Crude’s Bullish Behavior Could Prove Contagious


Because securities markets sometimes do crazy things for stretches of days, weeks or even months, Rick’s Picks seldom attempts to reconcile seemingly contradictory forecasts for trading vehicles that are related, such as crude oil and gold (more on these two in a moment).  Nor do we seek to explain the ups and downs of stocks, bonds and commodities by connecting their frequently nutty behavior to events in the even nuttier world.  That futile task we leave to The New York Times, The Wall Street Journal and their ilk, since they are in the business of selling news as something that matters greatly, particularly to investors. It is with the foregoing in mind that we came to contemplate a seeming fork in the road for crude oil and gold. On the charts, the former looks like it’s about to blast off, while the latter seems bent on screwing the pooch for the remainder of 2011. We said as much in the headline that topped yesterday’s commentary:  Doomed Rally in Stocks Could Cap Gold’s Surge. Doomed may have been too strong a word – we did write a column for a Hearst paper for a few years, remember – but bulls could hardly have been encouraged by the egg the broad averages laid yesterday after having rallied nearly 300 points the day before.

A few denizens of the Rick’s Picks forum (click here for a free seven-day pass that will also give you access to our detailed daily forecasts and trading recommendations) thought that stocks were simply taking a rest, but we saw them as relapsing into the quagmire of global problems. The most bullish story out there at the moment – bullish, that is, for everything but the U.S. dollar and Treasury paper – is that Helicopter Ben is about to announce QE3. This is the kind of claptrap that the aforementioned newspapers like to serve up, and we don’t doubt that it would send risk assets into a parabolic rise, at least for a day or two. But who actually believes QE2 ever ended? It’s not as though the U.S. embarked on an austerity program after “official” easing went into eclipse. The other bullish story is that Europe is going to somehow get its act together…yeah, sure. Although this may soon appear to have occurred in the headline on some New York Times story, or in The International Herald Tribune, we would caution congenital optimists that there will be only devilish details to be found on the runover page.

If We Were Laying Odds…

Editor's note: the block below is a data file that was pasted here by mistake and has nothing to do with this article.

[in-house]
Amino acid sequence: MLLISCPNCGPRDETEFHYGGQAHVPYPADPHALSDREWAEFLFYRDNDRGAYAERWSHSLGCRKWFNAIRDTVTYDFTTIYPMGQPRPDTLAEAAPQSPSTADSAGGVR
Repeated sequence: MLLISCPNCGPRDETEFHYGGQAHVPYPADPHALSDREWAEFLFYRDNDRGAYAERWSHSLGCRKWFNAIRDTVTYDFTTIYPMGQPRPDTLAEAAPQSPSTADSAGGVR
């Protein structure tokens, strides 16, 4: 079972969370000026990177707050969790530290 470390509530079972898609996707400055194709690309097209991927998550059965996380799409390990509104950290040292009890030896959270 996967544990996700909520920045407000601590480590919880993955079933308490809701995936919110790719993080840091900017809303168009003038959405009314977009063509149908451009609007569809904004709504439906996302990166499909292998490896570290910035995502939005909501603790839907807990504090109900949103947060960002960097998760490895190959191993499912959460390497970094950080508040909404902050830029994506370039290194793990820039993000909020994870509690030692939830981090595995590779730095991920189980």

So what about that technical divergence between crude and gold?  Rick’s Picks has been calling for a gold correction down to at least $1627, basis the December Comex contract. That’s $40 beneath the so-far cycle low of $1667 achieved on November 22.  However, our forecast for March Crude is bullish, calling for a rally to at least 109.65, a little more than $6 above the so-far recovery high achieved earlier this month.  How will we reconcile the two? If we were to lay odds – and that is implicitly what we do every time we trade – we’d bet on crude to pull bullion higher in the days and weeks ahead, and then for bullion to repay the favor by aggressively taking the lead into year’s end. Stocks would simply meander sideways or waft higher, eventually losing their lock-step hold on precious metals. In any event, it would be quite bullish for gold to turn “impulsively” higher on the daily chart without having corrected down to $1627, the Hidden Pivot support noted above.  If that were to occur – officially, with a print $106 above, at $1733 — a big-picture target at $1977 would then be in play.  Click here if you would like to learn how to find and use these targets yourself, and to never, ever need to ask some guru what he or she thinks about the market.


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Comments on this entry are closed.

Robert December 1, 2011, 4:02 am

Ya know….

Isn’t it “convenient” that the Fed would pull this dollar swap free money charade while Congress was out for the Winter Break..?

The Bernanke has a month to print with impunity without worrying about being called to the microphone to explain himself.

Sort of like an impudent teenager behaves when the folks are out of town

But hey, whatever- my brokerage account was feeling the love today.

Thanks Ben.

Rich November 30, 2011, 6:05 pm

Totally agree Rick. Extremely nice call.
Flip-flopped back long AGQ, FAS, QLD, TNA, NZD/USD in CNBC Million Dollar Portfolio Challenge early this AM at some cost. Staying with the uptrend until further notice.
Big4 still long and strong Ags, Crude, PAL, RUT and SPX…

Robert November 30, 2011, 5:23 pm

The Gold:Crude ratio has gotten too popular in my opinion.

One of my favorite arbitrage indicators is how many gallons of unleaded gasoline a pound of copper buys:$COPPER:$GASO&p=D&yr=3&mn=0&dy=0&id=p70205380846

in stockcharts, the ratio is $copper:$gaso

In today’s world, and for the foreseeable future, the most important prices are in all things practical and necessary (food, fuel, and essential consumer durables)

Gasoline is a core consumer “must have”, and copper is the most industrial of the metals- copper moves without the stigma of the “it’s money, no it’s not” sentimental baggage.

Copper:gas (and silver:copper) are the ratios that signalled my decision yesterday to go long in a leveraged silver ETF-

With today’s news that every western Central Bank are making an “all in” bet that they can finally, once and for all convince the planet that debt solvency predicaments can be corrected by market liquidity; it appears my decision yesterday was well timed (pure luck, I assure you)

I also like using copper as opposed to Gold because of the supply factor: 90% of new Gold into the market comes as a by-product of copper mining.

This fact is the one hinge-pin in the whole “Gold versus credit” money argument.

If the price of Gold goes too high, then it would eventually become worthwhile to flood the market with Copper (cratering the price) in order to generate the increasing margins on Gold production.

But- since JPMorgan is believed to have a veritable long side corner on the world’s above ground copper supply, franky the idea of collapsing copper prices has a certain appeal to me…

mava November 30, 2011, 10:07 pm

While I believe that only Gold is money, and everything should properly be measured against it, I agree with Robert.